Irish Economy 2014: Data released by the CSO last Thursday show that almost a
quarter of additional jobs in the economy in 2013 went to foreign nationals while the ratio in
overall employment was at 15%.
The sectors with the biggest share of foreign workers are: Accommodation and
food service activities at 34%; Administrative and support service activities at
24%; Information and communication technology (ICT) at 20%; Industry at
18% and Wholesale and retail trade, repair of motor vehicles and motorcycles at
In 2013, non-nationals accounted for 47% of the additional 17,400 jobs in
Accommodation and food service activities.
While the CSO data shows that there was a small
drop in employment in the ICT sector in 2013, it's believed more than half the
Irish payrolls of big foreign-owned forms such as Google and Apple are foreign
hires as administration and support for a wide number of European countries
require a wide range of language skills.
said [pdf] that the number of persons employed increased by 3.3% (+61,000)
over the year to Q4 2013. This compares with an annual increase in employment of
3.2% in the previous quarter and an increase of 0.1% in the year to Q4 2012.
The largest rates of increase were recorded in the Agriculture, forestry and
fishing (+29.8% or 26,800), the Accommodation and food service activities
(+14.7% or 17,400) and the Professional, scientific and technical
activities(+12.7% or 13,000) sectors. ICT fell by 600.
However, the CSO suggested that its occupational breakdown may not be
The number of self-employed persons increased by
33,400 or +11.5% to 324,500 - - which maybe related to the assumed jump in farm
workers resulting from a change in status of former construction workers.
The CSO's annual migration statistics will not be available until August
while in Germany last January, there was good news for an economy with an ageing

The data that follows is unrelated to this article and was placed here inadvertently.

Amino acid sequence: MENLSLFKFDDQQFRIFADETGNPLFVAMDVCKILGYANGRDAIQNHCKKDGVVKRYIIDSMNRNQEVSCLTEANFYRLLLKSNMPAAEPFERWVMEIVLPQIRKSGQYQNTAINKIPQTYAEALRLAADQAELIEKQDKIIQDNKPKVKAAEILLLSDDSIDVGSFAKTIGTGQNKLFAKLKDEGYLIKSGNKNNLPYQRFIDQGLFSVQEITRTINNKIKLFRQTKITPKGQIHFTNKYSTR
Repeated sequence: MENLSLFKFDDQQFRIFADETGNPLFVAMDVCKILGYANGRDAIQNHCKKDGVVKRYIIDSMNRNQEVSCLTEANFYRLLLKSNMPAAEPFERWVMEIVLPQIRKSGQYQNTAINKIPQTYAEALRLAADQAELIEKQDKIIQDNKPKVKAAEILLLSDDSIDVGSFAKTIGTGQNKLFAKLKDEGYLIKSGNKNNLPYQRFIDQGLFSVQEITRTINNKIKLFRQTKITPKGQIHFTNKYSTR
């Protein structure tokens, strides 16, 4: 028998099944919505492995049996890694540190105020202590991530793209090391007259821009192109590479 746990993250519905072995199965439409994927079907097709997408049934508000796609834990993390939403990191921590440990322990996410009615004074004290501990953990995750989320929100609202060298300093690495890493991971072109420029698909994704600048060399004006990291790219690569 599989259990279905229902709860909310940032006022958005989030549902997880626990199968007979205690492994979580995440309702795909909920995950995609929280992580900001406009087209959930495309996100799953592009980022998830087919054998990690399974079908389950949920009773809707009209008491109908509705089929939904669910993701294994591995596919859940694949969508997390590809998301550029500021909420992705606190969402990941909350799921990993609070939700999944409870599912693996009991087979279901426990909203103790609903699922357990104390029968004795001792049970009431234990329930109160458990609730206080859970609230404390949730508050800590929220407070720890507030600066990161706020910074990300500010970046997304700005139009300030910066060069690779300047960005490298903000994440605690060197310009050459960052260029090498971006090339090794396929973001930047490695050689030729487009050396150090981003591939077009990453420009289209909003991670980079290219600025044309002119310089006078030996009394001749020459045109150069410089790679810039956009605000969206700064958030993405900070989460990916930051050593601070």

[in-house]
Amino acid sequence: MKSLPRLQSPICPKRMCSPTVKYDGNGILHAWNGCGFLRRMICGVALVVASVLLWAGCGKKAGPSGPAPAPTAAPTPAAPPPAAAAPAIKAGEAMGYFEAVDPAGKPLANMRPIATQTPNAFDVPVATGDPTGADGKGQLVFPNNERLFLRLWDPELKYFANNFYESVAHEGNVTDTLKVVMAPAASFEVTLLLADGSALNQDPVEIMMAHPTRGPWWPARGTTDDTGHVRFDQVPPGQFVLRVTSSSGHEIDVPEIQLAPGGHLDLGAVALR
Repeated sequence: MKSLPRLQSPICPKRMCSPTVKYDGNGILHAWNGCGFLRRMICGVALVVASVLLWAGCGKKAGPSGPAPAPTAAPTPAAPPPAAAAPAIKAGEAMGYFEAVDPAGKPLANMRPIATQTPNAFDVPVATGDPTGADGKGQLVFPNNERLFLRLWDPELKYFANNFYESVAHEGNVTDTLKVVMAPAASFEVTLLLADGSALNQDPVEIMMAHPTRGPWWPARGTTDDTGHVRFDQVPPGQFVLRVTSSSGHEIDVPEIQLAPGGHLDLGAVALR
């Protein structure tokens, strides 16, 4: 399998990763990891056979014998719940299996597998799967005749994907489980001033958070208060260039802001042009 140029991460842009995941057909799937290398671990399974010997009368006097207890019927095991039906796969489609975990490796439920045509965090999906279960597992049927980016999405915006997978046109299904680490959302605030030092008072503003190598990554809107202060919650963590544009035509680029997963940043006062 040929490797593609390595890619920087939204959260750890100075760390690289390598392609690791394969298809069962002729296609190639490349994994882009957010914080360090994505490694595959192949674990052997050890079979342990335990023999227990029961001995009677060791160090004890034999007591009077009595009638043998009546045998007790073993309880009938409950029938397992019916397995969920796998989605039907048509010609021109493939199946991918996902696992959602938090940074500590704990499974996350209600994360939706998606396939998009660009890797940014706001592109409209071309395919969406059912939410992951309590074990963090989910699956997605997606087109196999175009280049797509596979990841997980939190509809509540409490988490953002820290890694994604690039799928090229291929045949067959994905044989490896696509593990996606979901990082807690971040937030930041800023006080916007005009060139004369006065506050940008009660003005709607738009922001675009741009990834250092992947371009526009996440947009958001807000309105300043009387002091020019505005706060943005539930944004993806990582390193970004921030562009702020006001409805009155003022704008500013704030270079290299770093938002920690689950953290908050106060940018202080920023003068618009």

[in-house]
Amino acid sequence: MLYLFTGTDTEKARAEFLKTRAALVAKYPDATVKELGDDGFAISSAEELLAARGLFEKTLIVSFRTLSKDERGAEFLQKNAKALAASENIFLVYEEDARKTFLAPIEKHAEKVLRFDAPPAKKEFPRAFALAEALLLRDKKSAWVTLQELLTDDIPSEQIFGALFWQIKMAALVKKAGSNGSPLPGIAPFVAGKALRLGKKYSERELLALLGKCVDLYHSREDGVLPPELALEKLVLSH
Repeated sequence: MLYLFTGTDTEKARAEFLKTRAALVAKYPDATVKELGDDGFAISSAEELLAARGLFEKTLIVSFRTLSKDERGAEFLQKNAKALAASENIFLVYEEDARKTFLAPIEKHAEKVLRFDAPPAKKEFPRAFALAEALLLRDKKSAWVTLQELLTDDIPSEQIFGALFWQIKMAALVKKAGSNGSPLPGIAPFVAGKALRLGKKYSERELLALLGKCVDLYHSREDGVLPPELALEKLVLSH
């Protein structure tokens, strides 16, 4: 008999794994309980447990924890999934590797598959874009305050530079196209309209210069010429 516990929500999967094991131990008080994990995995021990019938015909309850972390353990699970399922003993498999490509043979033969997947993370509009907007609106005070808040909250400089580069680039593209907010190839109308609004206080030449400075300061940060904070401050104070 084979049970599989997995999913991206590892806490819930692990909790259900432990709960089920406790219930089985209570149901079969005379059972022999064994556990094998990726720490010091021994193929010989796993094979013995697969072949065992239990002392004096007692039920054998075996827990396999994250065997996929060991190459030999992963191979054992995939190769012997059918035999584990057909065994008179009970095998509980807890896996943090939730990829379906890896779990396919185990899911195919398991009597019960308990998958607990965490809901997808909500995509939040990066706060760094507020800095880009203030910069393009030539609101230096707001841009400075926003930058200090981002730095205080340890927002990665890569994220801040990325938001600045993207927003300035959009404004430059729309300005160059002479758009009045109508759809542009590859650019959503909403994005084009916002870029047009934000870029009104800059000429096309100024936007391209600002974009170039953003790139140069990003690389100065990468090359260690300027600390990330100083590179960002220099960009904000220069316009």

population, in particular in the former communist East.
Destatis, the federal statistics office, reported an estimate for 2013
showed that this year the number of inhabitants rose from 80.5m to just
under 80.8 million people. As in the two previous years, arrivals from abroad
prevented the birth deficit - - the difference between births and deaths - -
from leading to a population decline.
According to the estimate, the migration surplus was higher than in 2011 and
2012. For the first time since 1993, the number of arrivals was by more than
400,000 higher than the number of departures.
As regards the countries of origin, data are available for the first half of
2013. The majority of foreign immigrants came from eastern Europe (Poland,
Romania, Bulgaria). As was the case in the first half of 2012, however, the
increase in immigration was largest from EU countries that are particularly
affected by the financial and debt crisis (Italy, Spain, Portugal).
Irish Migration 2009-2013
CSO data shows that net migration in the period May 2009 - April 2013 was
outward flow of 132,400 and Irish nationals accounted for 95,000 of that total.
The number of Irish residents who were born outside Ireland continues to
increase and stood at 766,770 in 2011 a rise of 25% on 2006, and accounting
for 17% of the population. The groups which showed the largest increase were
those already well established in Ireland. The fastest growing groups were
Romanians (up 110%), Indians (up 91%), Polish (up 83%), Latvians (up 43%) and
Lithuanians (up 40%).
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